Bernanke to Drive Gold, Commodities
NEW YORK ( TheStreet) -- The Federal Reserve continues to push market expectations in one direction, then the next. The central question is whether or not we will see reductions in quantitative easing stimulus this September, and we have seen statements from Ben Bernanke which suggest a few different scenarios are possible.
This week, we will have additional clues, as the Fed chairman gives his semi-annual testimony before Congress. Bernanke's level of confidence in the U.S. economic recovery will determine the near-term direction in stocks, commodities and the U.S. dollar. For investors with exposure to gold in instruments like the SPDR Gold (GLD), gains will require a dovish outlook and an expressed willingness to maintain stimulus programs -- even if the labor market continues to improve at its current headline rate.
Most recently, this is the message that has been sent to the markets. For gold prices, accommodative policy suggestions have helped generate a short-term rally after the metal hit yearly lows near $1180 per ounce last month. Continued quantitative easing stimulus is supportive for precious metals, as it indicates declining Treasury rates, a weaker U.S. dollar, and upside inflation risks. But while Bernanke's testimony on May 22 suggested stimulus might continue, the Fed has also released timelines detailing potential exit strategies for these historic programs. For these reasons, we are now in an environment where the Fed's interpretation of macro data is much more important than the market's consensus expectation for those reports, and gold investors will need to place a larger focus on statements made by policymakers in order to gauge the next direction in valuations for the metal.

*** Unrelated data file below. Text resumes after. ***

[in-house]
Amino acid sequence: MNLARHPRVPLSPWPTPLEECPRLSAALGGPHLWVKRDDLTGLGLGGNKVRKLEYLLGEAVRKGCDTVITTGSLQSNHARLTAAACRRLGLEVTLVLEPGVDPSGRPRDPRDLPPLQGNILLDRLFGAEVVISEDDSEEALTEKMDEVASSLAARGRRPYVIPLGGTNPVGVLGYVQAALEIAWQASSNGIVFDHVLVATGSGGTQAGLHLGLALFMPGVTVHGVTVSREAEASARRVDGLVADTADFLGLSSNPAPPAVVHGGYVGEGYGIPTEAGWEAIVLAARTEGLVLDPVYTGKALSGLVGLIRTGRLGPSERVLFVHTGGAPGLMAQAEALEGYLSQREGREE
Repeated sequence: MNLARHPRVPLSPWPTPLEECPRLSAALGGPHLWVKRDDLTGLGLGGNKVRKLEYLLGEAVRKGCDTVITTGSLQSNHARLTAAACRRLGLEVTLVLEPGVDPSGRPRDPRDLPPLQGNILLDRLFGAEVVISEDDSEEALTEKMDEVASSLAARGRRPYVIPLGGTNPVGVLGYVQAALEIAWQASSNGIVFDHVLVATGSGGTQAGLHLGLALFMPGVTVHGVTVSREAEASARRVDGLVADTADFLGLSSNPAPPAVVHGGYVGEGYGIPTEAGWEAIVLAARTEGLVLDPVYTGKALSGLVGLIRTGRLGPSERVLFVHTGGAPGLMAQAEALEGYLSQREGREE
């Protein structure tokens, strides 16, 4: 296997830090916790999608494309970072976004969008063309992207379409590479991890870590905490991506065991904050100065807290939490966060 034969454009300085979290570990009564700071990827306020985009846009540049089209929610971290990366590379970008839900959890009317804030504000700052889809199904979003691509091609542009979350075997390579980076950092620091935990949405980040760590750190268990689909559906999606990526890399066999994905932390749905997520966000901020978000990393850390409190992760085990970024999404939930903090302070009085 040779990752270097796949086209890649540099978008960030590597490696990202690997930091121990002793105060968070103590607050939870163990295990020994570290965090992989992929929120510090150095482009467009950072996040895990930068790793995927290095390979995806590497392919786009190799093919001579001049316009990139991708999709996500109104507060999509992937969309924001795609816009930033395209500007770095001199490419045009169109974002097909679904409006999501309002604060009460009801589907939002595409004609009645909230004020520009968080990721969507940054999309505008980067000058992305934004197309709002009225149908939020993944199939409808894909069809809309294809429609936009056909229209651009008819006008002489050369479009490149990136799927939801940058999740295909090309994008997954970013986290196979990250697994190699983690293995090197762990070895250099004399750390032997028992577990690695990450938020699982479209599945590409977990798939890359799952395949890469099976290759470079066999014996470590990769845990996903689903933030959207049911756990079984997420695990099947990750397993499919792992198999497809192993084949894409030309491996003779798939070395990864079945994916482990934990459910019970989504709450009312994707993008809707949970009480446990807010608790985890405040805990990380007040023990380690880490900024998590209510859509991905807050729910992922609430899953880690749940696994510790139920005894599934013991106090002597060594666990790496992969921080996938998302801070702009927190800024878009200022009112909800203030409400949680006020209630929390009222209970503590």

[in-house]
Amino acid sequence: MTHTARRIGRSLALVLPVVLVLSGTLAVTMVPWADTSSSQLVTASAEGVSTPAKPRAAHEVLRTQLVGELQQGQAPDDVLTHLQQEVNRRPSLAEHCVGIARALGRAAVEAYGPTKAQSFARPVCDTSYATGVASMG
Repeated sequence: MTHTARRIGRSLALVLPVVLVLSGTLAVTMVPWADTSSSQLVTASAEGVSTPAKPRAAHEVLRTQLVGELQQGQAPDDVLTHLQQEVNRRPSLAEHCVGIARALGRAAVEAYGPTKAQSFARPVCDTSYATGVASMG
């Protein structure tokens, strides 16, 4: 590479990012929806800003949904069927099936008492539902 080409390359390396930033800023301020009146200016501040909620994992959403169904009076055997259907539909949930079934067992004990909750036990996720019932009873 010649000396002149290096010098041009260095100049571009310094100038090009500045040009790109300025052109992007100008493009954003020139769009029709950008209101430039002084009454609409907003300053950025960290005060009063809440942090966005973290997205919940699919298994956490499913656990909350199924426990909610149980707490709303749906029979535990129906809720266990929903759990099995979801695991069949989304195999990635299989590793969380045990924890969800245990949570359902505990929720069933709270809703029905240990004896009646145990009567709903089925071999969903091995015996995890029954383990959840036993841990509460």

Bernanke's Congressional testimony this week will be the next chapter in the Fed story, and a key short-term driver for gold and commodities as a whole. Given the conflicting viewpoints the Fed has expressed in the last few months, it is highly unlikely any outcomes here will mark the final word on the topic. Not only will investors need to be aware of the level of dovish bias expressed by Bernanke at his official testimony, but in his accompanying press releases as well, as these venues have been used to make additional clarifications that have reversed market direction in short order.
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